Saturday, February 27, 2010

Flying to Clarks Point, Alaska For Communion

By Father Scott Joseph Garrett

Friday, February 26, 2010 I flew to Clarks Point, Alaska (airport identifier PFCL). I fly to Clarks Point every Friday. Clarks is a short 12 mile hopp, skip, and jump Southeast from Dillingham. It was such a beautiful day I decided to fly East until I hit Bristol Bay then Northwest up the coastline to Clarks Point. It was an additional 25 miles or so.

Doug, the principal of Clarks Point School, picked me up and drove me to the school where Betty Gardiner (secretary) and Judy George (cook) work during the week.

After arriving at the school I jumped on Betty’s four-wheeler and she drove me to Louise Gardiner’s home. Louise is Betty’s mother and the elder of the village. I gave Louise communion and then posed for a picture with her.

Betty and her mom Louise pose for a picture after communion.

Next we stopped by Betty's home and I said a prayer with Betty's daughters Brittany and Justine and Brittany's new baby Jack (who I will baptize next month or so), her other son Samuel, and Justine's son Trevallian. We then four-wheeled it back to the Clarks Point School for lunch.

Since it was Friday, and it was Lent, Judy cooked Alaskan Salmon for Lunch, which was donated by Peter Pan fisheries. Below, Judy George prepares the lunches for us.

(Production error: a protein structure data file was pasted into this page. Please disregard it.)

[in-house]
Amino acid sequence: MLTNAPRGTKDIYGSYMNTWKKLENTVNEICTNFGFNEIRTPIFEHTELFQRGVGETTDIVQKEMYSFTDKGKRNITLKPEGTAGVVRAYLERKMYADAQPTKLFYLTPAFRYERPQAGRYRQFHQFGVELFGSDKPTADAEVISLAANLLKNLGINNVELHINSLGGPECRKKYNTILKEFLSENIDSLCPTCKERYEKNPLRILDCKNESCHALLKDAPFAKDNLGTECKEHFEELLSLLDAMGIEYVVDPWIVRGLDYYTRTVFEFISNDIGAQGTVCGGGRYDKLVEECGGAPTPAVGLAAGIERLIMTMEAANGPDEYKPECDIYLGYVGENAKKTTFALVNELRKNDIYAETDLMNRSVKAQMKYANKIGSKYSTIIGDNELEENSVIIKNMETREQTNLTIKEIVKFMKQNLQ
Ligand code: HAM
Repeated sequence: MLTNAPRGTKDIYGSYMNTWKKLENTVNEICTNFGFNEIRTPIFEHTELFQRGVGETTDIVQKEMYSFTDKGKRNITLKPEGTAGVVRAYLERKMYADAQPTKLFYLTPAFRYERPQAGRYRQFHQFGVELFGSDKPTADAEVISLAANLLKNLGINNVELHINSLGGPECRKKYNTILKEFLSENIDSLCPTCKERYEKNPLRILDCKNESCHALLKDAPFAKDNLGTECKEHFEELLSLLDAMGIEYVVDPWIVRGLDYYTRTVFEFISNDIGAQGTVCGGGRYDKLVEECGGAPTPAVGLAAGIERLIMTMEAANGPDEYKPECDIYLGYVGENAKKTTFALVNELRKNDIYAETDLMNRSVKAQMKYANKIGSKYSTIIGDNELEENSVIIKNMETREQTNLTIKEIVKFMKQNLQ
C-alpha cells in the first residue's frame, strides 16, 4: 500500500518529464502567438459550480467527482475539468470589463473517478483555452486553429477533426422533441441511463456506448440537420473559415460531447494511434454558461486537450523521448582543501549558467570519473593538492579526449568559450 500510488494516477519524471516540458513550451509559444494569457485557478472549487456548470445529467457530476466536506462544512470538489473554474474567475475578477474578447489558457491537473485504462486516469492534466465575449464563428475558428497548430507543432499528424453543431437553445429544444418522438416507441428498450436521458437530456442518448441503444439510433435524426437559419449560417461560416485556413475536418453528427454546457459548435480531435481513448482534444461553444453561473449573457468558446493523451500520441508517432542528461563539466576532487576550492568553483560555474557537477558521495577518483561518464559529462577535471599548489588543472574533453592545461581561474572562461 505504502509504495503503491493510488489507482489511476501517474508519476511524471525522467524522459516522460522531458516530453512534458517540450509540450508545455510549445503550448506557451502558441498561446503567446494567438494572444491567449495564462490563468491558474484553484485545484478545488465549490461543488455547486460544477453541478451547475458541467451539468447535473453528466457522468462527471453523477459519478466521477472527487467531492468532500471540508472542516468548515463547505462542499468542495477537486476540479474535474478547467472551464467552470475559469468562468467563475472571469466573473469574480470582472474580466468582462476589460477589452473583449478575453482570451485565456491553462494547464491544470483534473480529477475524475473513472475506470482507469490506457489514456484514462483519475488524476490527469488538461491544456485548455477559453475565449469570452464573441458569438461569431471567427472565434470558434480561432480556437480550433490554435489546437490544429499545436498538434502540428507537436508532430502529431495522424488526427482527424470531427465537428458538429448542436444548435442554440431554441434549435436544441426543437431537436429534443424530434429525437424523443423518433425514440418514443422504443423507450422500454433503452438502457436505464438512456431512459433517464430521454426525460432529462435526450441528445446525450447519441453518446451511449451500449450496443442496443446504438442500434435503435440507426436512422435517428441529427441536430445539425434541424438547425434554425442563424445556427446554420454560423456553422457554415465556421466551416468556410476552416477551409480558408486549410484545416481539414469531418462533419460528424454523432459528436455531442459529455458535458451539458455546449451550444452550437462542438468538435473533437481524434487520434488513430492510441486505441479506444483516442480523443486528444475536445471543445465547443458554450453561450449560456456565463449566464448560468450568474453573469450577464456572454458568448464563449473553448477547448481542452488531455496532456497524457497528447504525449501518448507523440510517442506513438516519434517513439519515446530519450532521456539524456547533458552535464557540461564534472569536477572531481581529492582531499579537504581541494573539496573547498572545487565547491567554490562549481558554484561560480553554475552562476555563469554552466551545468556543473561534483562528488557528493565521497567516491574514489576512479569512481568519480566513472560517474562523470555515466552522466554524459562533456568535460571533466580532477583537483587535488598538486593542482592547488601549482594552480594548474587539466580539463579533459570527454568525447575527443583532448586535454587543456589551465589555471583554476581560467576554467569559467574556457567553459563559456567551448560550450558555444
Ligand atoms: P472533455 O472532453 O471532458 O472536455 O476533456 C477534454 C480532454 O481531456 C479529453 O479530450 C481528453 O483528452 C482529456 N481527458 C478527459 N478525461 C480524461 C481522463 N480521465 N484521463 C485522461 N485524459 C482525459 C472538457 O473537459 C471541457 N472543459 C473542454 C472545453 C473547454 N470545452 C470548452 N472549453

JB and Tiffany both attend Mass in Clarks Point and are students in the school. I new type of math has them making snowflakes and paper patterns for parkas. It is quite a creative way to learn math. Here is JB's paper parka pattern.

Here is Tiffany's parka pattern. All of the children's parka patterns are hung up on the gym wall.

Here is a snowflake made by Tiffany using the methods from the new Math Program.

I heard through the grape vine that Betty needed to get to Dillingham. Betty is afraid to fly with just anyone. Most villagers, after finding a safe pilot, will stick to them through thick and thin. For example people from Manokotak fly with John Bouker (Bristol Bay Air) and Yupik villagers from Clarks Point fly with Mat Vandeventer (VanAir).

Mat Vandeventer, owner of VanAir.

John Bouker, owner of Bristol Bay Air.

To make a long story short, Betty actually agreed to fly with me back to Dillingham. It took me over two years of flying out here before I finally felt comfortable taking up passengers. After flying out here four years people in the villages are actually starting to take note of my experience. With only about 550 total hours I still do not consider myself a bush pilot…maybe after a thousand or so. Upon landing in Dillingham I was lucky and my approach was nice and slow and I landed smoothly, i.e. without bouncing and without a controlled crash landing. I think Betty was actually impressed.

Fly Safe out there and hope you are having a prayerful Lent.

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